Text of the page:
Ever wondered why fish seem to die in the most inaccessible spots of your aquarium â€“ like under that large piece of bogwood, which then means removing half the dÃ©cor? Neale Monks explains...
There are several reasons that can explain why this seems to happen. The first is that most fish float, so after death their corpses are carried by water currents into places where that current is weakest. This location will usually be in the corners of the tank, behind rocks and wood, or behind the filter.
A second reason is that other fish will push them into odd corners. Scavenging catfish and loaches will nibble on corpses, and, as they do so, they’ll end up pushing them about. Eventually that corpse will get wedged somewhere that the scavengers at least can’t dislodge.
A final reason is the behaviour of the sick fish prior to its demise. One common symptom of disease is shyness and, in the case of schooling fish, a tendency to break away from the group. Why they do this isn’t clear—perhaps they’re driven away by the healthy fish, or maybe they can’t participate in behaviours that maintain status and territories.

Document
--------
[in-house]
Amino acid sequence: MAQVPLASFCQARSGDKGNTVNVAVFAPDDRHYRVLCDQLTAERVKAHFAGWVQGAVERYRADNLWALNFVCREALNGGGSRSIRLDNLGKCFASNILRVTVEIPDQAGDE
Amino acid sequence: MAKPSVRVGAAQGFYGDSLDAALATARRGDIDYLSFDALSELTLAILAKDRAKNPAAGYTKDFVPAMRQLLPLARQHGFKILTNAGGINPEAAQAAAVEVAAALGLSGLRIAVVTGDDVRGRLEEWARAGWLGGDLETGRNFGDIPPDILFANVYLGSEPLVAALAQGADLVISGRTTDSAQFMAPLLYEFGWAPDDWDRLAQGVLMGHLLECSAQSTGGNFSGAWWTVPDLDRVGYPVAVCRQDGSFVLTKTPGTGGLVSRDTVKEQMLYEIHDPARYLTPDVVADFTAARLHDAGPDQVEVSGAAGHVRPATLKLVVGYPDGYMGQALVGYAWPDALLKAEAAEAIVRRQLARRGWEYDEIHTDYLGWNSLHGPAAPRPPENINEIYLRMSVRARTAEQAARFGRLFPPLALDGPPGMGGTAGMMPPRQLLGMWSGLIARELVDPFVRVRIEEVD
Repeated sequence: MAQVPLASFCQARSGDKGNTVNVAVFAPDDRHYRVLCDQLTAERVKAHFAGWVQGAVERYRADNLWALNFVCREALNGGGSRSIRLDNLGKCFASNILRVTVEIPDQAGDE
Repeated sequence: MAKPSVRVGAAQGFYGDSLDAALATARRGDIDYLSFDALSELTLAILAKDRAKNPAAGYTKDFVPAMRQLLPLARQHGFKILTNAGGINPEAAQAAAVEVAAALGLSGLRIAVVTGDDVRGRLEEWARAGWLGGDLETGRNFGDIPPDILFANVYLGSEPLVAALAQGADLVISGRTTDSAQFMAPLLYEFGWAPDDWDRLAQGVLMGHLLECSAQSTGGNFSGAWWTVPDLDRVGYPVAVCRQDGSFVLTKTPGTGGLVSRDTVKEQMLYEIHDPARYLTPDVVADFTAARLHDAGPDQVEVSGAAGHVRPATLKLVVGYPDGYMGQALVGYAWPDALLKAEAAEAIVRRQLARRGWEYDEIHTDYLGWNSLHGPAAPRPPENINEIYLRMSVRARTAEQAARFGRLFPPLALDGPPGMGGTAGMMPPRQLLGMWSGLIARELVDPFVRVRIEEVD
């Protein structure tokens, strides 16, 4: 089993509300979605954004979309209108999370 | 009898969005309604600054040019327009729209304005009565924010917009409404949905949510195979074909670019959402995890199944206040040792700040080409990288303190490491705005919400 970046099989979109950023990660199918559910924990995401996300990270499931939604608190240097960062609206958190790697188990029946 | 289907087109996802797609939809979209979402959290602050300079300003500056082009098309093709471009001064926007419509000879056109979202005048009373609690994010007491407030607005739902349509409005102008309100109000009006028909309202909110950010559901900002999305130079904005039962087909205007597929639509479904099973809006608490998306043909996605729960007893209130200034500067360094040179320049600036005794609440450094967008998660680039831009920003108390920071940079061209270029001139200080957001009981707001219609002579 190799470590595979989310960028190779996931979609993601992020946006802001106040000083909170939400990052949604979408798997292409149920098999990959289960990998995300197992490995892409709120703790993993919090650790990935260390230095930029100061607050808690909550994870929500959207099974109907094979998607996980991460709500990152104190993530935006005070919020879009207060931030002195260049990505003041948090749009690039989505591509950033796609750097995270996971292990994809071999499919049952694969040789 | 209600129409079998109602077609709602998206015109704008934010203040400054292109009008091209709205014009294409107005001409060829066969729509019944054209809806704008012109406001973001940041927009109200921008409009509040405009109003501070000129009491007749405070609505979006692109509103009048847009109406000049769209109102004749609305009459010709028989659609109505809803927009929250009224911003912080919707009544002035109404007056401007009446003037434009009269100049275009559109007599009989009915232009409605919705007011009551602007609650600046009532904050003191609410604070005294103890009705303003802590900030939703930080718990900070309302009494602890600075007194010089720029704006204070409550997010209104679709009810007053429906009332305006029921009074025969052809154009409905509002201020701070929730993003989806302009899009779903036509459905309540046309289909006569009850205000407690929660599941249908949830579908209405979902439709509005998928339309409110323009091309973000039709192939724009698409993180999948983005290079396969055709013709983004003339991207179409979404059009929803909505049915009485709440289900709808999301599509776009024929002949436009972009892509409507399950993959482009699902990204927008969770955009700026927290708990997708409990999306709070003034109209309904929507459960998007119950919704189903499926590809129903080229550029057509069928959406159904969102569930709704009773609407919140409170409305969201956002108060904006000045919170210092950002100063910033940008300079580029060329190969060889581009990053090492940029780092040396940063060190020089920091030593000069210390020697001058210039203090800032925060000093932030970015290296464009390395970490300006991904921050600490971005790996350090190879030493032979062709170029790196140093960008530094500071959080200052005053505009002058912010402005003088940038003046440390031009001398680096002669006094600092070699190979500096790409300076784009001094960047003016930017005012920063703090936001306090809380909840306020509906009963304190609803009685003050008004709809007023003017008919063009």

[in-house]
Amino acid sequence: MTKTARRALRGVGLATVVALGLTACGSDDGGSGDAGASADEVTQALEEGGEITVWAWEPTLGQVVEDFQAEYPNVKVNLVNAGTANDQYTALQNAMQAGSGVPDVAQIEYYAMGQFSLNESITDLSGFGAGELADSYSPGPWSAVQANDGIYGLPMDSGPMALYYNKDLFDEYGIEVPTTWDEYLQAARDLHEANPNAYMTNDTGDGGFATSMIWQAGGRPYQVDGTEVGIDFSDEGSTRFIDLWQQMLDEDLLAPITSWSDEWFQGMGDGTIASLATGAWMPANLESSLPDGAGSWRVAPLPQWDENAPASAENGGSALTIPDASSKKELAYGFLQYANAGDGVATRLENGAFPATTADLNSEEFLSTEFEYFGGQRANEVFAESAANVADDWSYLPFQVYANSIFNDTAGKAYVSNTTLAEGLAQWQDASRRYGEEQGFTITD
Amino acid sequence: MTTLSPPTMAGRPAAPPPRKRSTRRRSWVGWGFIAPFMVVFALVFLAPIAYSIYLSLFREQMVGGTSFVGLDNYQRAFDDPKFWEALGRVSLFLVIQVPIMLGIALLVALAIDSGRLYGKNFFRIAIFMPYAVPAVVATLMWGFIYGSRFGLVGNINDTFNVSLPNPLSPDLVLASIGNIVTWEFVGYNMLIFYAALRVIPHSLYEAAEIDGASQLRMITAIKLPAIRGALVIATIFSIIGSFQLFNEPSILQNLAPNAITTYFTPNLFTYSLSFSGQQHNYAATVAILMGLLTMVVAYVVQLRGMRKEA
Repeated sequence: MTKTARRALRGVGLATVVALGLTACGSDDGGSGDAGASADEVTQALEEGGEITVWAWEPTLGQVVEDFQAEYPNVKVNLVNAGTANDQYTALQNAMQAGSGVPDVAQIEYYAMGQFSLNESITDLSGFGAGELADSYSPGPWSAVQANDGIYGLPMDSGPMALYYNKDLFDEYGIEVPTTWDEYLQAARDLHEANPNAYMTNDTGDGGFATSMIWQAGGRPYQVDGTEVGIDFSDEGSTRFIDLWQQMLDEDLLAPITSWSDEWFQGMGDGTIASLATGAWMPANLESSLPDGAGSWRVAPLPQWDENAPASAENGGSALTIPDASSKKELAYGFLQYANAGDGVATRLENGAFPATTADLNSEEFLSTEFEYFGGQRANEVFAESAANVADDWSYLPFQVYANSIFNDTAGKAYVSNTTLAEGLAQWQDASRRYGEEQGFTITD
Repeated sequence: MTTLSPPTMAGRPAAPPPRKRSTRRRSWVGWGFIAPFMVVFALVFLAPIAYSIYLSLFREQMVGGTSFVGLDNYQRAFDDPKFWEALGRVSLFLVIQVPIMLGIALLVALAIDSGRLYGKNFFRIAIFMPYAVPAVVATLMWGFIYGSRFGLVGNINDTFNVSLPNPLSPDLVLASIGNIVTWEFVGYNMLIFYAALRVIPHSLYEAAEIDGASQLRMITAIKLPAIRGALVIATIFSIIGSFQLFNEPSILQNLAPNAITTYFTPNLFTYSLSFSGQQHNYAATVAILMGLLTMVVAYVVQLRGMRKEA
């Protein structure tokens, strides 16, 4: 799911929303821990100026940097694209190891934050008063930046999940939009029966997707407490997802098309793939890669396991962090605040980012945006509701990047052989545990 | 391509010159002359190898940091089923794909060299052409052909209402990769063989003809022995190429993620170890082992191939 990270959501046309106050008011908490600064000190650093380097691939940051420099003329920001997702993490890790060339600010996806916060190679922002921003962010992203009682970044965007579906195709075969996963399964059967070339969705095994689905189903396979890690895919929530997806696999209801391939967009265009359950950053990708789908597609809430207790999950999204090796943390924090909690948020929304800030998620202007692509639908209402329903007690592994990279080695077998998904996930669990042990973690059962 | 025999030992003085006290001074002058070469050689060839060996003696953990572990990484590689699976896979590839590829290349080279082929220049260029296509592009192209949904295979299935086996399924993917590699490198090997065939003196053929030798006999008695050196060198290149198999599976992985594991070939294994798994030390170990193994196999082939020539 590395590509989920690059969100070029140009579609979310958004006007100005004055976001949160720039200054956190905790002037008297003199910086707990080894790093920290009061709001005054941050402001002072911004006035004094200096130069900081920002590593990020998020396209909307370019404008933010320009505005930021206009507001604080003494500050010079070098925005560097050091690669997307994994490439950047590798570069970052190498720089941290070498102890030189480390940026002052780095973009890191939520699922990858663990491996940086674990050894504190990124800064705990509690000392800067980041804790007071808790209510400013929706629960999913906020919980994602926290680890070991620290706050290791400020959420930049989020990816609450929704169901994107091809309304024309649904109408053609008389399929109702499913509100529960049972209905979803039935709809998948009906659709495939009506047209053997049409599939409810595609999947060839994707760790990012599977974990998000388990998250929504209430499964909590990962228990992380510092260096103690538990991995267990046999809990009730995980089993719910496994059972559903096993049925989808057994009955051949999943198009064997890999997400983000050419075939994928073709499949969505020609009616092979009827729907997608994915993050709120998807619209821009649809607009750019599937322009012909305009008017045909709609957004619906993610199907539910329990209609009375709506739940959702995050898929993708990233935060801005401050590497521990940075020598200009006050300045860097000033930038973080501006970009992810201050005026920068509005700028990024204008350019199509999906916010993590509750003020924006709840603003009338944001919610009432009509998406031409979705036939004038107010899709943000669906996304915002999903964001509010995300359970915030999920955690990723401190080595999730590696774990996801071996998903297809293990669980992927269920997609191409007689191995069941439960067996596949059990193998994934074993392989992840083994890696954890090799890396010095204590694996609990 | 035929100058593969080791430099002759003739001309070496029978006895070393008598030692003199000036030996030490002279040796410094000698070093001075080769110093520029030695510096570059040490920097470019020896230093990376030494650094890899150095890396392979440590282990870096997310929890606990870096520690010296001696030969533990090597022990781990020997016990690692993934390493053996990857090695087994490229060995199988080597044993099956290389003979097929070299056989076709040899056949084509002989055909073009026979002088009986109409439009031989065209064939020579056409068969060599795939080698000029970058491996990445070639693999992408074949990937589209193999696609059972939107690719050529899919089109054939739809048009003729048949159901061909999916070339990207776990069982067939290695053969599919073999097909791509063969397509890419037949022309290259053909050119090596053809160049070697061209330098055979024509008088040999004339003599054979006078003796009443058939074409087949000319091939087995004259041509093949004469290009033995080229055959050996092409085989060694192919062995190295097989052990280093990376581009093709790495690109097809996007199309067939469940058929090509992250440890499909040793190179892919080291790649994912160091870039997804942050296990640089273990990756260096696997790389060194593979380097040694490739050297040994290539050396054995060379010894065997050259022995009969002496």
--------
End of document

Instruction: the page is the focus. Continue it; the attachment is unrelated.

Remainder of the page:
However, it’s common enough that sickly fish are most likely to be found hiding away in caves, under plants, or at the top of the tank behind filters and pipes. Should the fish die, its corpse may well end up in precisely these parts of the tank.
So while this question might seem a bit academic at first sight, it’s actually something worth thinking about.
Counting fish first thing in the morning and making sure they’re all exhibiting natural behaviours is a commendable habit of the good and caring fishkeeper.
A fish you can’t find might be dead, sick or stressed, and a missing fish is therefore a warning something’s up with your aquarium. It’s a signal that you need to check social behaviour, water chemistry and quality, and that all your equipment is in working order.
Why not take out a subscription to Practical Fishkeeping magazine? Check out our latest subscription offer.